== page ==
5. The hymn "Christ Is Risen" can also be effectively sung to the tune HYMN/ODE TO JOY.

6. The unison/two-part anthem "Share the Easter Joy" by Mark Patterson is published by Choristers Guild CGA 851 (E-M).

7. We encourage congregational singing during the offertory in this service. With the wealth of wonderful Easter songs and the desire of congregations to sing joyfully on this high holy day, sing as often as you can!

8. Because spirituals were passed on through aural/oral tradition, we have taken the liberty to craft verses on "Were You There" that tie in with the theme and sermon. An alternative harmonization for this spiritual can be found in Hymn Harmonizations for Organ, vol. 3, arranged by John Ferguson and published by Ludwig O-10 [1986]. An alternative harmonization for piano by Michael Hassell can be found in Let It Rip! At the Piano, published by Augsburg Fortress 11-11045 [2000].

9. The two-part anthem for mixed voices, "On Earth Has Dawned This Day of Days" by Hal H. Hopson, is published by Choristers Guild CGA 709 [1995] (E-M).

10. Congregational copies of the "Hallelujah Chorus" can be purchased through Fred Bock Music Company B-G0745 [1984]. A choral arrangement transposed to the key of C by Clair W. Johnson was published by Rubank, Inc. in 1941. Using the transposition makes the chorus more accessible for congregational singing.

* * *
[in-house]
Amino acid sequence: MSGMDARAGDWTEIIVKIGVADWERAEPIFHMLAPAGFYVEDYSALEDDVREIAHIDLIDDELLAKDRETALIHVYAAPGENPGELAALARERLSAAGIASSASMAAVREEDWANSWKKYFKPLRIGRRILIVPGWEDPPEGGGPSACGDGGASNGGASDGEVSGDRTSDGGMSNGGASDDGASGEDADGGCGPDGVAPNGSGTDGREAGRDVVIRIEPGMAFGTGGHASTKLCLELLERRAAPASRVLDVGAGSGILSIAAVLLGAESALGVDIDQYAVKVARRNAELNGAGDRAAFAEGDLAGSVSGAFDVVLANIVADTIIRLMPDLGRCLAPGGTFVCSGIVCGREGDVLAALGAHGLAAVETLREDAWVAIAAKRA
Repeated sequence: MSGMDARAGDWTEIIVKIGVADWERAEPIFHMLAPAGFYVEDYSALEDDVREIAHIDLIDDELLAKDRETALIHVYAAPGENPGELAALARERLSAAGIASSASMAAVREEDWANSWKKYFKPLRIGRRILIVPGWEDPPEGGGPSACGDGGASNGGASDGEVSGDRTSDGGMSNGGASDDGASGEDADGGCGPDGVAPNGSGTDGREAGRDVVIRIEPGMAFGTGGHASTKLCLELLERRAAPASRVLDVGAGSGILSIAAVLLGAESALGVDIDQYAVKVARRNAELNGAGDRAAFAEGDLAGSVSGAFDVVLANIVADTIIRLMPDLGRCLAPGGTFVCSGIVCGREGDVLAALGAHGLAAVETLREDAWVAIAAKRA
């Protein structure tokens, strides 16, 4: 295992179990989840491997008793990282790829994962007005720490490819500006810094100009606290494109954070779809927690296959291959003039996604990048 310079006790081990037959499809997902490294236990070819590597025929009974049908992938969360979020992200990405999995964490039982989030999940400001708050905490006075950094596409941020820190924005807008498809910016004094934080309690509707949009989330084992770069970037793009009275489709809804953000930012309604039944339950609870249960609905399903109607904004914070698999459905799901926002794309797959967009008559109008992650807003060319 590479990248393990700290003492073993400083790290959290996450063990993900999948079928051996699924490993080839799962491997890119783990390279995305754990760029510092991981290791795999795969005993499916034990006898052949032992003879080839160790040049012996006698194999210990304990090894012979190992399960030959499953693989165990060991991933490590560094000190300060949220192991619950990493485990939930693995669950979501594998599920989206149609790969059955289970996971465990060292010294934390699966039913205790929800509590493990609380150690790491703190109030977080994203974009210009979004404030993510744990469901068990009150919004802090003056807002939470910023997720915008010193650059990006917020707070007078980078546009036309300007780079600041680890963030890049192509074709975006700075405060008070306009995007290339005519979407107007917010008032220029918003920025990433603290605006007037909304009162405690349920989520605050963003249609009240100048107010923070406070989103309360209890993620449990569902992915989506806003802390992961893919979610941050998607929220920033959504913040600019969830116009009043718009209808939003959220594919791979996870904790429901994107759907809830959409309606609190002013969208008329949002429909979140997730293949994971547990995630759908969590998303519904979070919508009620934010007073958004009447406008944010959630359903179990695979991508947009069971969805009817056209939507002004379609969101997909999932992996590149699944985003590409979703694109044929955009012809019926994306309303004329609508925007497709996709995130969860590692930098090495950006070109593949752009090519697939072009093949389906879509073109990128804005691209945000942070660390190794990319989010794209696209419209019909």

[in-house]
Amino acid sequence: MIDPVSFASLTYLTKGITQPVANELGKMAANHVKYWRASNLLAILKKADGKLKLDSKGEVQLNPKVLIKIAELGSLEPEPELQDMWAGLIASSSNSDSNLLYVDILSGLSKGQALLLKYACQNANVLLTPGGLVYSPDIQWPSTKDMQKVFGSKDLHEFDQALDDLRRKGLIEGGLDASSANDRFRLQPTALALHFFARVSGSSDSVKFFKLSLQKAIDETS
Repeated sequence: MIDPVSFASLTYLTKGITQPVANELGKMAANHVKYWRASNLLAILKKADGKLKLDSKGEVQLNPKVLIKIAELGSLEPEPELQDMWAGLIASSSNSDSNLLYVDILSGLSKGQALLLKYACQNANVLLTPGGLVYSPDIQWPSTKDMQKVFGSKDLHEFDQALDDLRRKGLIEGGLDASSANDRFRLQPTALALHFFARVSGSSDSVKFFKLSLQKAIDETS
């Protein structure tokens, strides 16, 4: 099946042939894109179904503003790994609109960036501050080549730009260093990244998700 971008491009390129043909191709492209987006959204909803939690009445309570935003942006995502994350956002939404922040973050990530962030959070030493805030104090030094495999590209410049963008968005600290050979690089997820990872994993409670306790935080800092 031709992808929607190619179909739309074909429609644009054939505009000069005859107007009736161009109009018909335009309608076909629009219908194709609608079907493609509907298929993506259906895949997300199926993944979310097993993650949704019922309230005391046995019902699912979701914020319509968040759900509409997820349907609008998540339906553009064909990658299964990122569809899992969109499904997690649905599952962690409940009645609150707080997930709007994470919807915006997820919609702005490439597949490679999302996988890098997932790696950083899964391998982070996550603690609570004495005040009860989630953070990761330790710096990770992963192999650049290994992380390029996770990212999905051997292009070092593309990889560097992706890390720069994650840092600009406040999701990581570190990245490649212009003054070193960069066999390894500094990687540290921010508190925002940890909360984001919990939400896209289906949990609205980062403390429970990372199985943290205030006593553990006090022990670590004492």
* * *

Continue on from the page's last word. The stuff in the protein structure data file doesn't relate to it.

11. The postlude "Toccata" from the Fifth Organ Symphony of Charles Widor is published by Marks [1936] (D).

Liturgy Notes:

  1. The visuals in the sanctuary should reflect the celebration spirit of Resurrection Sunday. The colors of Easter are white or gold. Do whatever you can to visually portray a celebratory atmosphere in the worship space.
  2. We suggest that the worship service begin with the proclamation of the Easter story through the reading of Matthew 28. It can be very special to have a child (upper elementary or middle school) do this reading. We encourage you to rehearse with the reader so that the reading can be done confidently, clearly, and in a tone that portrays the proclamation of a wonder.
  3. The Welcome and Call to Worship are particularly important on Easter morning. Visitors will likely be present, either the unchurched/underchurched or relatives and family members who have "come home" for Easter. A warm word of welcome to them is important. For that reason this is a good week in which to include time for worshipers to greet each other and encourage them to make this more than a "good morning!" but also a time to pass the peace of Christ.
  4. The structure of this liturgy is more simple than most weeks. After the gathering we engage in two blocks of celebration in music and song, with the ministry of the Word of God between them.
  5. During this service we have chosen to continue congregational singing while the offerings are received. This will continue the worshipful activity of celebrating in song.
  6. The Morning Prayer must include great sensitivity to the occasion so that thanks and praise are offered for the resurrection of Christ, but also intercession for a world that tries to find hope and confidence while sidestepping the truth of Christ's resurrection. The passion on Easter Sunday should be expressed in this prayer-that while we celebrate together we are eager for the world to come to know this hope!